Contingency Planning: Y2K Reality Check? (Mitchell Barnes)greenspun.com : LUSENET : Millennium Salons : One Thread
Date: Wed, 29 Apr 1998
From: Mitchell Barnes email@example.com
Subject: RE: Are we missing what's really happening? (Chris)
Chris Apgar wrote:
All that said, I firmly believe we will encounter significant challenges when we see the calendar move into a new century but I don't think the financial markets will collapse and society moving back into some form of the Dark Ages.
Mitchell Barnes wrote:
I would like to point out there is a considerable body of "real factual" writing and testimony out on the Web re banking and financial markets which make the present systems' survival look bleak.
I suggest those who view y2k as the doorway to the Dark Ages aren't using their imagination to much of a degree.
Regardless of the FedGovt's ultimate compliance, regardless of the ultimate compliance within all of the US systems, there is still the rest of the world with which the US is intimately connected. No one except the total denialist is thinking anything other than, all the world is going to be very different than now.
I would like to suggest that now is the time to begin thinking and, if possible, building social realities which do not knee jerk into militaristic, piratical capitalism (hats off to Ed Yardeni for that one), monster nation states, exerting fascist control over subject populations.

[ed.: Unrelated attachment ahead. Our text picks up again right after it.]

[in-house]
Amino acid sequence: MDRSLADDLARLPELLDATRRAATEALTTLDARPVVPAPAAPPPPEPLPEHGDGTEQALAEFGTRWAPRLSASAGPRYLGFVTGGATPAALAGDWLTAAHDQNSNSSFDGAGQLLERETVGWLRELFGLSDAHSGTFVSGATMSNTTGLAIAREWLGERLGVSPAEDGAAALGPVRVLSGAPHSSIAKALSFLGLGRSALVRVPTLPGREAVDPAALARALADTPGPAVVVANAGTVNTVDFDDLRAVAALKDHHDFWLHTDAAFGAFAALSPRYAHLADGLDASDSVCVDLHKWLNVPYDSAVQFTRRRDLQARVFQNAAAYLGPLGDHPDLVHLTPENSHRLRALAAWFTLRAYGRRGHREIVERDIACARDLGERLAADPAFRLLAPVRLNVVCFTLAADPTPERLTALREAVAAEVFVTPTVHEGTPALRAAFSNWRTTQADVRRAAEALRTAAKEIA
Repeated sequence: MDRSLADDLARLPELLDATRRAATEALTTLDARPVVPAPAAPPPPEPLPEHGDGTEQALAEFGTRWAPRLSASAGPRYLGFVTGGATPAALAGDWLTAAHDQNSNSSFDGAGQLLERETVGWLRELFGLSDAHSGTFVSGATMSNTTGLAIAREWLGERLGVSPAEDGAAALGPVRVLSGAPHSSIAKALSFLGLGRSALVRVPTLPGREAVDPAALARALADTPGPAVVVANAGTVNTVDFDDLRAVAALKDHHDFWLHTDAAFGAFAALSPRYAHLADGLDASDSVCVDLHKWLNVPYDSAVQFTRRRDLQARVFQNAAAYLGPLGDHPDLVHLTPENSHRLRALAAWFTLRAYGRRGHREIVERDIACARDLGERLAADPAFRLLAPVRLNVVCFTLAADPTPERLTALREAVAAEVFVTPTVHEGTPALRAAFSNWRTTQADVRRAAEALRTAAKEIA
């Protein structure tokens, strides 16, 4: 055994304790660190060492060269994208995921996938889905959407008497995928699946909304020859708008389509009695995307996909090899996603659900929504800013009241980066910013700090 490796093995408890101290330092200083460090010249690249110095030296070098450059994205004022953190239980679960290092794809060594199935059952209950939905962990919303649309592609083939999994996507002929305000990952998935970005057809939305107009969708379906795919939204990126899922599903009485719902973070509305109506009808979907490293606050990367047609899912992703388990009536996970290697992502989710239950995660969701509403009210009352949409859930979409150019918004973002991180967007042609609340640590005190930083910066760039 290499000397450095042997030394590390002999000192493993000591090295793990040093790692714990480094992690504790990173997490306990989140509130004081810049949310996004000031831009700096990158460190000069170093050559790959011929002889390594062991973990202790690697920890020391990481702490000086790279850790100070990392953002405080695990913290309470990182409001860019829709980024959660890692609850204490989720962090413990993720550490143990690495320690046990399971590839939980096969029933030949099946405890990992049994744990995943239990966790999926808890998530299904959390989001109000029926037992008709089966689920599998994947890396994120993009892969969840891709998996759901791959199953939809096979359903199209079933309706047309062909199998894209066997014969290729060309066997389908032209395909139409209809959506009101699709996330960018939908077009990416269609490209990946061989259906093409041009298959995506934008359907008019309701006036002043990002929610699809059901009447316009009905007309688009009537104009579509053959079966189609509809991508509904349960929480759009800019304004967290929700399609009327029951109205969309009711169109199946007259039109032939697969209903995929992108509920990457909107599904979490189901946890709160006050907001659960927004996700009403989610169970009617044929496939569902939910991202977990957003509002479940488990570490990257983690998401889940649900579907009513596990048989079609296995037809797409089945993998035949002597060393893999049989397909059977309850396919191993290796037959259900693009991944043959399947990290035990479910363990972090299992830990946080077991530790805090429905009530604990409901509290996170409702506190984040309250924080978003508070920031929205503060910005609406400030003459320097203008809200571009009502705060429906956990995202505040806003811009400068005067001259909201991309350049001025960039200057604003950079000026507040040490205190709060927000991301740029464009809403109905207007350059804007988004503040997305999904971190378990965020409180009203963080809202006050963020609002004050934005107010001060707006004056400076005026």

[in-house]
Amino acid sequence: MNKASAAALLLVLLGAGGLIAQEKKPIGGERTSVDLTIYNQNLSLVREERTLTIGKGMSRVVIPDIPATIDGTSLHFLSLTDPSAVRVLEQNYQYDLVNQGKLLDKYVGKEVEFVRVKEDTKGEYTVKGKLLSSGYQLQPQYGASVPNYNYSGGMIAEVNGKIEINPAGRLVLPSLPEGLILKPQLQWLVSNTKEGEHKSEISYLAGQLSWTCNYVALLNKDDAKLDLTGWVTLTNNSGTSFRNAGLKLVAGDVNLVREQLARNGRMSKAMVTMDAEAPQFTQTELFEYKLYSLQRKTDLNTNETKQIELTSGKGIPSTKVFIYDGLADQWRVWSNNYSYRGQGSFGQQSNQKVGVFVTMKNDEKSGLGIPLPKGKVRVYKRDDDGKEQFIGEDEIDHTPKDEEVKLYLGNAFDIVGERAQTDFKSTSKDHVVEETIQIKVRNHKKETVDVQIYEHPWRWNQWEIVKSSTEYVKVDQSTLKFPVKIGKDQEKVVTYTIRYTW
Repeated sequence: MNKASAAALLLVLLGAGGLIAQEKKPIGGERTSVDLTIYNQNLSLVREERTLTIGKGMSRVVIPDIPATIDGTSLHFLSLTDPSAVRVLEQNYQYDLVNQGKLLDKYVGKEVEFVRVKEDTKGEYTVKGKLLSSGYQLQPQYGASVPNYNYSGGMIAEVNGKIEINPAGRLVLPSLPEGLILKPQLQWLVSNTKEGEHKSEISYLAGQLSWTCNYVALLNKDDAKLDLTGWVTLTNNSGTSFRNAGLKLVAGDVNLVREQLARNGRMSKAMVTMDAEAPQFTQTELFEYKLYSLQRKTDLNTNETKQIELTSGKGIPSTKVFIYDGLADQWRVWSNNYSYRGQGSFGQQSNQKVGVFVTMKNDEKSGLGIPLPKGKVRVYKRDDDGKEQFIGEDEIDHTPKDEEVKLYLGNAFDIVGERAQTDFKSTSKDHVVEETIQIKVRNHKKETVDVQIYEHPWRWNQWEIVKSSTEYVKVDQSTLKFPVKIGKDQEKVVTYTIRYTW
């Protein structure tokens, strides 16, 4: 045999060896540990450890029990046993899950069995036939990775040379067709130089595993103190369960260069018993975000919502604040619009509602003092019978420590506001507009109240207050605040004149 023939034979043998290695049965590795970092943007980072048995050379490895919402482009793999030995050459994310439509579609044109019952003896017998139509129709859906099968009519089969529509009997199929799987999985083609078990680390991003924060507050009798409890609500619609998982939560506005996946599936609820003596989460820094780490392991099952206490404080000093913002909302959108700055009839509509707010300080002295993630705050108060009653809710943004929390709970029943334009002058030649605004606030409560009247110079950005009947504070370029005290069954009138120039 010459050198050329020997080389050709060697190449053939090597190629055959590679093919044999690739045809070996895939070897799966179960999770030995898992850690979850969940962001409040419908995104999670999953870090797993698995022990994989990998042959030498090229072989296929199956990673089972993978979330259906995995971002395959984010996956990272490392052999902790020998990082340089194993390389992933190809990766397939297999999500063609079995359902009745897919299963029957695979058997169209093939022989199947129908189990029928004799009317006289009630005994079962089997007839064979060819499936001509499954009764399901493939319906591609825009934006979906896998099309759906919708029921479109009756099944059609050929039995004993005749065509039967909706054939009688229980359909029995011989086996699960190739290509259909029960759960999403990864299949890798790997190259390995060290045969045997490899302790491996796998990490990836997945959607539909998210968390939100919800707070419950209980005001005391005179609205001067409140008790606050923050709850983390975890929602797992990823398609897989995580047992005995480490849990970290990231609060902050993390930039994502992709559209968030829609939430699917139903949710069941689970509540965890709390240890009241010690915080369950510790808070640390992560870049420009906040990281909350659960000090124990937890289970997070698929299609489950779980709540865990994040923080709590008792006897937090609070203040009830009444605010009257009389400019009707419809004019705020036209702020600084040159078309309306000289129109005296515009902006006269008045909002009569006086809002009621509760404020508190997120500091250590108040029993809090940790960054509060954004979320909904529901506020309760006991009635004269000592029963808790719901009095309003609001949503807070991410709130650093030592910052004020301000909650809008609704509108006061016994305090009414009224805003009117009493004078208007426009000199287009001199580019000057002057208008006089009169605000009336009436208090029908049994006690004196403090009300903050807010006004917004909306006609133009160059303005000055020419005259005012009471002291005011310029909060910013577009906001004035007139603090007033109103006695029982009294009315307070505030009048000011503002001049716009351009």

Dialog abounds on recovering from a currency collapse. The best options include a precious metals based currency. Paper currency stabilized by law against the precious metals. An electronic currency transaction similar to that which we are now familiar (Cynthia that is for you).
If you have a solid currency, then markets will be able to function. If we have electricity then we will pull through.
But do we want to rebuild what we presently have?
Ed Yardeni is estimating a 60% chance of a 1974 style recession, which equals a trillion dollar loss in the stock market. Add to that his estimate of a trillion dollar loss in national infrastructure. Add to that the estimate of a trillion dollars in y2k lawsuits. The US has about 4.5 trillion dollar GDP.
Will we be able to rebuild what we presently have, even if we want to?
Contingency planning for post y2k realities must begin at grass roots.
-- Mitchell Barnes (firstname.lastname@example.org), June 06, 1998